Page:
Reading for Me

The Books I Have Read…..Just for Me

#26: Gone with the Wind (Margaret Mitchell)

on November 23, 2012

Thanksgiving 2012 was a monumental day in my reading life. It took me nearly 4 months to complete its 959 pages, but last night I finally finished reading Gone with the Wind for the first time. I’m proud of the accomplishment and feel as though I have completed something significant. I can’t say that I held the same feelings throughout the experience though.

My journey with GWTW began this summer when a challenge was issued by a blog that I follow to read the novel in honor of Mitchell’s birthday celebration that happened earlier this month. Knowing that I tend to be a slow reader, I decided to start the novel ahead of schedule. I picked up the 75th anniversary edition while on vacation with my parents in Charleston, South Carolina in July. That trip shaped my initial experience with the novel.

While in Charleston, Mom and I visited Magnolia Plantation and Gardens, a beautiful house that served as my mental image of Tara. There was something magical about reading Mitchell’s eloquent depiction of the old South while visiting this grand city. I was mesmerized and enchanted by the characters that sprang to life in the first 200 pages of the novel.

As Mitchell’s war broke out, I found myself in my own personal war zone: the beginning of a new semester of teaching. Schedules became more busy and responsibilities piled up. My time for relaxed reading was a thing of the past. I found myself trudging through the novel and becoming annoyed with Scarlett, Rhett, and Ashley. Were these characters really so naive? Was there truly nothing more important to consider while a war was raging and people were dying?

As the mid-point of the semester rolled around, vacation time was on the horizon and I looked forward to getting to do some more reading. By this point, I was so tired of Scarlett’s whining that I simply couldn’t “listen” to it for another moment. I took a break from the saga and reveled in other books. The distraction was welcome and a healthy choice for me. As I finished these diversionary books, I found myself longing to return to the tale that Mitchell was skillfully crafting.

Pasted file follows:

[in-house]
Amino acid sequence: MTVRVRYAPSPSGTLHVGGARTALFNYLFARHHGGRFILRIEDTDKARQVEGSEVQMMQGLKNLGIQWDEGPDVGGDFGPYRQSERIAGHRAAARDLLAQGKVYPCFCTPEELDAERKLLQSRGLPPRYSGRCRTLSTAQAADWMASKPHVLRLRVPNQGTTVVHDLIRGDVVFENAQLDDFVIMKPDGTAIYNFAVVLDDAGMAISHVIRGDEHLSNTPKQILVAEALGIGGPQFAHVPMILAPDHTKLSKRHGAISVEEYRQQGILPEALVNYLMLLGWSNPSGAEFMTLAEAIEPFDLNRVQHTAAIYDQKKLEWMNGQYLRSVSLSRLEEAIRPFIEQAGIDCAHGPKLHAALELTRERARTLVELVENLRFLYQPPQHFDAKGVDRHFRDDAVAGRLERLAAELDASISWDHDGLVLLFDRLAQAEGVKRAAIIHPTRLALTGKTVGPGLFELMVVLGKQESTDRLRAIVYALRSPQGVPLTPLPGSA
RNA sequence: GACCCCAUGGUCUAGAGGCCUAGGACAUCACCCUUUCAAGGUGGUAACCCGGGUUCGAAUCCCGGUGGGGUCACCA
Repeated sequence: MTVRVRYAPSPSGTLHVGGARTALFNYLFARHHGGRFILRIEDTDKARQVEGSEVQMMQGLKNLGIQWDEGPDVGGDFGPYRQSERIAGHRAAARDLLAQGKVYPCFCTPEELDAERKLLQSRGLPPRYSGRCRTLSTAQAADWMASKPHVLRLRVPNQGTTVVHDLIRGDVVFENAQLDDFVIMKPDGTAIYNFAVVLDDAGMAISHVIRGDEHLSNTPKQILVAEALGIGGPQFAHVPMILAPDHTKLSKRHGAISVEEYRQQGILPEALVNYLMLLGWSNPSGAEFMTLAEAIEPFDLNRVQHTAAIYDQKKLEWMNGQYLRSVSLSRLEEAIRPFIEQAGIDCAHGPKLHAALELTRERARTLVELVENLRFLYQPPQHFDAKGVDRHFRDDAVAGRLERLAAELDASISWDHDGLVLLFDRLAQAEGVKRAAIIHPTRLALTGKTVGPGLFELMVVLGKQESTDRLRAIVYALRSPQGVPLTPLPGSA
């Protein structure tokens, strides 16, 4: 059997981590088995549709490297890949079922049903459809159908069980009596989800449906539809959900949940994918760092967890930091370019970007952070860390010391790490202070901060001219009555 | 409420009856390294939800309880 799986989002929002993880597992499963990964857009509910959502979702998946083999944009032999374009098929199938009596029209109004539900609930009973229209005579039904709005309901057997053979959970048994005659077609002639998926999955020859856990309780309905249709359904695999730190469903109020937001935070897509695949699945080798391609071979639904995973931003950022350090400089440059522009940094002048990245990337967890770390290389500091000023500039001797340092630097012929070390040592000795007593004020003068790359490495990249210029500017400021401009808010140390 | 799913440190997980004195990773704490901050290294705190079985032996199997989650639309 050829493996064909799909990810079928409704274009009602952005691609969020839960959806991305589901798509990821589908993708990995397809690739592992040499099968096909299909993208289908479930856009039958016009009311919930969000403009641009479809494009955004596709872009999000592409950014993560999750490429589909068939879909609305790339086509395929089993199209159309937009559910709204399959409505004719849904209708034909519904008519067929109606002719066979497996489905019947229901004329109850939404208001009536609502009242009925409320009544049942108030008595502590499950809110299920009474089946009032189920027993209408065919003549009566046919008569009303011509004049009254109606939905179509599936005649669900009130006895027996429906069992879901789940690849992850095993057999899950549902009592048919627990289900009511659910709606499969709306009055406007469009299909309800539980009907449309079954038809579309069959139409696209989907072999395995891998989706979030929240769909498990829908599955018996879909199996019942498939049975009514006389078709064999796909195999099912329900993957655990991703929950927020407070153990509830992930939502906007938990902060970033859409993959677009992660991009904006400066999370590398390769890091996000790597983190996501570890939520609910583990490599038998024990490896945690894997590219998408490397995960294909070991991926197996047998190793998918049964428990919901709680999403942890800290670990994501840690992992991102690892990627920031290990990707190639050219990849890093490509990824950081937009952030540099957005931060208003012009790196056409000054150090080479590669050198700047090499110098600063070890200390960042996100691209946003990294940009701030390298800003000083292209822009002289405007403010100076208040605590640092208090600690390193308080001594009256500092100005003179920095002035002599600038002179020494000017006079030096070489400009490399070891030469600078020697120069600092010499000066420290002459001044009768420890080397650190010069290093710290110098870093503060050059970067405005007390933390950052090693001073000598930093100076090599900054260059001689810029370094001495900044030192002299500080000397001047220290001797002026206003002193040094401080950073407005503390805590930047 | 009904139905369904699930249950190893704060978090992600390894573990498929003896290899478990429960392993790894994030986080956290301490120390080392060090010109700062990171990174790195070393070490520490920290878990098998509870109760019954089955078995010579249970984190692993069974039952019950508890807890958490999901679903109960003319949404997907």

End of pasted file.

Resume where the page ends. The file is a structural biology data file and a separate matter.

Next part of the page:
Thanksgiving week brought just the change of pace that I needed to plow through the novel to the end. I was surprised to find that I couldn’t put the novel down when I reached the last 150 pages or so. Perhaps the reason for my excitement was realizing that the end was in sight, I thought. As I pushed ahead, I realized that the story’s unexpected twists and turns (especially the deaths of Bonnie and Melly) caught my attention and pulled at my heart-strings. I was hooked and anxious to see the effect these tragic events would have upon Scarlett, Rhett, and Ashley. With baited breath, I looked forward to Rhett’s memorable “I don’t give a damn” just before the novel’s conclusion. I especially appreciated that Mitchell didn’t attempt to tie everything up into a neat package and bring the story to a decisive ending.

I think I understand why Gone with the Wind is considered a classic. The opening and closing sections are wonderful examples of quality prose. The 450 pages in the middle simply pull us along. By the time we reach this less-than-perfect portion of the novel, we are so invested in the lives of the characters that we simply must know how the story ends. Despite its faults (including the depictions of slavery and the KKK), the beauty of the work is its powerfully effective treatment of war as both a national and personal tragedy.

I made a visit to my local Barnes & Noble this afternoon to purchase the film version of Gone with the Wind (which I have never seen). I look forward to revisiting Tara and seeing Mitchell’s famous lovers brought to life on the silver screen.


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